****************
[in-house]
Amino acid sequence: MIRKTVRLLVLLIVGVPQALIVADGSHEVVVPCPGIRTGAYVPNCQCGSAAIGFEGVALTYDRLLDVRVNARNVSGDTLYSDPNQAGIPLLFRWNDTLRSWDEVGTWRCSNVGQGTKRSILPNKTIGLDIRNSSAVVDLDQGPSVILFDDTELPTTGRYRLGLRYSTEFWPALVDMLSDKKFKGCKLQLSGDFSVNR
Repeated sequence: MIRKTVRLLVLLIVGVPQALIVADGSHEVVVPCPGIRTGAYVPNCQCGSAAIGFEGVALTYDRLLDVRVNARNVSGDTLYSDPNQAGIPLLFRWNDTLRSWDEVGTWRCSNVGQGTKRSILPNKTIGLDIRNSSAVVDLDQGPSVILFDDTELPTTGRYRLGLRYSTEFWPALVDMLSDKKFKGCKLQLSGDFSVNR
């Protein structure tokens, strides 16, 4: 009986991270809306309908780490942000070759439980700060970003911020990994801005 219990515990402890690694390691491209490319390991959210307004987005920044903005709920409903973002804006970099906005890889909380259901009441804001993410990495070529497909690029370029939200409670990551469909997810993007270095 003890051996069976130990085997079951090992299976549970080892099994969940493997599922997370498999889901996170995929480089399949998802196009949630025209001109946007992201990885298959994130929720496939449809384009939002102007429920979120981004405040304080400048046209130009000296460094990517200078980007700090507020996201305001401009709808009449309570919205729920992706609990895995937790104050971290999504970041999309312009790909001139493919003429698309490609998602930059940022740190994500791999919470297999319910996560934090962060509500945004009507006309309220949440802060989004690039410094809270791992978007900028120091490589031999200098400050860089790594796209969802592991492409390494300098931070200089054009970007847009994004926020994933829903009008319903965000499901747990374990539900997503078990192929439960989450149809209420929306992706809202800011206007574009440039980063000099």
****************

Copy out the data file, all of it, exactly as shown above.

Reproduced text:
[in-house]
Amino acid sequence: MIRKTVRLLVLLIVGVPQALIVADGSHEVVVPCPGIRTGAYVPNCQCGSAAIGFEGVALTYDRLLDVRVNARNVSGDTLYSDPNQAGIPLLFRWNDTLRSWDEVGTWRCSNVGQGTKRSILPNKTIGLDIRNSSAVVDLDQGPSVILFDDTELPTTGRYRLGLRYSTEFWPALVDMLSDKKFKGCKLQLSGDFSVNR
Repeated sequence: MIRKTVRLLVLLIVGVPQALIVADGSHEVVVPCPGIRTGAYVPNCQCGSAAIGFEGVALTYDRLLDVRVNARNVSGDTLYSDPNQAGIPLLFRWNDTLRSWDEVGTWRCSNVGQGTKRSILPNKTIGLDIRNSSAVVDLDQGPSVILFDDTELPTTGRYRLGLRYSTEFWPALVDMLSDKKFKGCKLQLSGDFSVNR
């Protein structure tokens, strides 16, 4: 009986991270809306309908780490942000070759439980700060970003911020990994801005 219990515990402890690694390691491209490319390991959210307004987005920044903005709920409903973002804006970099906005890889909380259901009441804001993410990495070529497909690029370029939200409670990551469909997810993007270095 003890051996069976130990085997079951090992299976549970080892099994969940493997599922997370498999889901996170995929480089399949998802196009949630025209001109946007992201990885298959994130929720496939449809384009939002102007429920979120981004405040304080400048046209130009000296460094990517200078980007700090507020996201305001401009709808009449309570919205729920992706609990895995937790104050971290999504970041999309312009790909001139493919003429698309490609998602930059940022740190994500791999919470297999319910996560934090962060509500945004009507006309309220949440802060989004690039410094809270791992978007900028120091490589031999200098400050860089790594796209969802592991492409390494300098931070200089054009970007847009994004926020994933829903009008319903965000499901747990374990539900997503078990192929439960989450149809209420929306992706809202800011206007574009440039980063000099």